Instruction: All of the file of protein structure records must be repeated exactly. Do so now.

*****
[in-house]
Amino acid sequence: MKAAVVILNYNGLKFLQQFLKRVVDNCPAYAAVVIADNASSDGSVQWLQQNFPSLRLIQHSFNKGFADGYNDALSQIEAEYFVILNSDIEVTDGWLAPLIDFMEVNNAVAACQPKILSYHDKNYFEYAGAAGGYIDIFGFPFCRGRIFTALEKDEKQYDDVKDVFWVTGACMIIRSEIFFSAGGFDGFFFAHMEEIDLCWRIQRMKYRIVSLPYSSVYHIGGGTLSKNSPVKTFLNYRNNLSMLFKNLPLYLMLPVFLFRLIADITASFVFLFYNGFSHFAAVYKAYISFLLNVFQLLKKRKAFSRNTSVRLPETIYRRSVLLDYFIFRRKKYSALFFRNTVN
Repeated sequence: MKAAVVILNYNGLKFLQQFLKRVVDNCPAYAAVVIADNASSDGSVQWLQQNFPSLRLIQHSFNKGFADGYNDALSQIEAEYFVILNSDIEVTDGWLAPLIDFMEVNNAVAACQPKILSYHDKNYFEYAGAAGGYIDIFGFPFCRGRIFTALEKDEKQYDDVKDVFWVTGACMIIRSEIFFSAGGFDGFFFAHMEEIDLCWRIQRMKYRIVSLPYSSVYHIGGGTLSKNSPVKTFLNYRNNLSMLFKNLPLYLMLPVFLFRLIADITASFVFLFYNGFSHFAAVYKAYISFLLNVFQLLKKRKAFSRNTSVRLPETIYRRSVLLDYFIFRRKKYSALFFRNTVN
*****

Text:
[in-house]
Amino acid sequence: MKAAVVILNYNGLKFLQQFLKRVVDNCPAYAAVVIADNASSDGSVQWLQQNFPSLRLIQHSFNKGFADGYNDALSQIEAEYFVILNSDIEVTDGWLAPLIDFMEVNNAVAACQPKILSYHDKNYFEYAGAAGGYIDIFGFPFCRGRIFTALEKDEKQYDDVKDVFWVTGACMIIRSEIFFSAGGFDGFFFAHMEEIDLCWRIQRMKYRIVSLPYSSVYHIGGGTLSKNSPVKTFLNYRNNLSMLFKNLPLYLMLPVFLFRLIADITASFVFLFYNGFSHFAAVYKAYISFLLNVFQLLKKRKAFSRNTSVRLPETIYRRSVLLDYFIFRRKKYSALFFRNTVN
Repeated sequence: MKAAVVILNYNGLKFLQQFLKRVVDNCPAYAAVVIADNASSDGSVQWLQQNFPSLRLIQHSFNKGFADGYNDALSQIEAEYFVILNSDIEVTDGWLAPLIDFMEVNNAVAACQPKILSYHDKNYFEYAGAAGGYIDIFGFPFCRGRIFTALEKDEKQYDDVKDVFWVTGACMIIRSEIFFSAGGFDGFFFAHMEEIDLCWRIQRMKYRIVSLPYSSVYHIGGGTLSKNSPVKTFLNYRNNLSMLFKNLPLYLMLPVFLFRLIADITASFVFLFYNGFSHFAAVYKAYISFLLNVFQLLKKRKAFSRNTSVRLPETIYRRSVLLDYFIFRRKKYSALFFRNTVN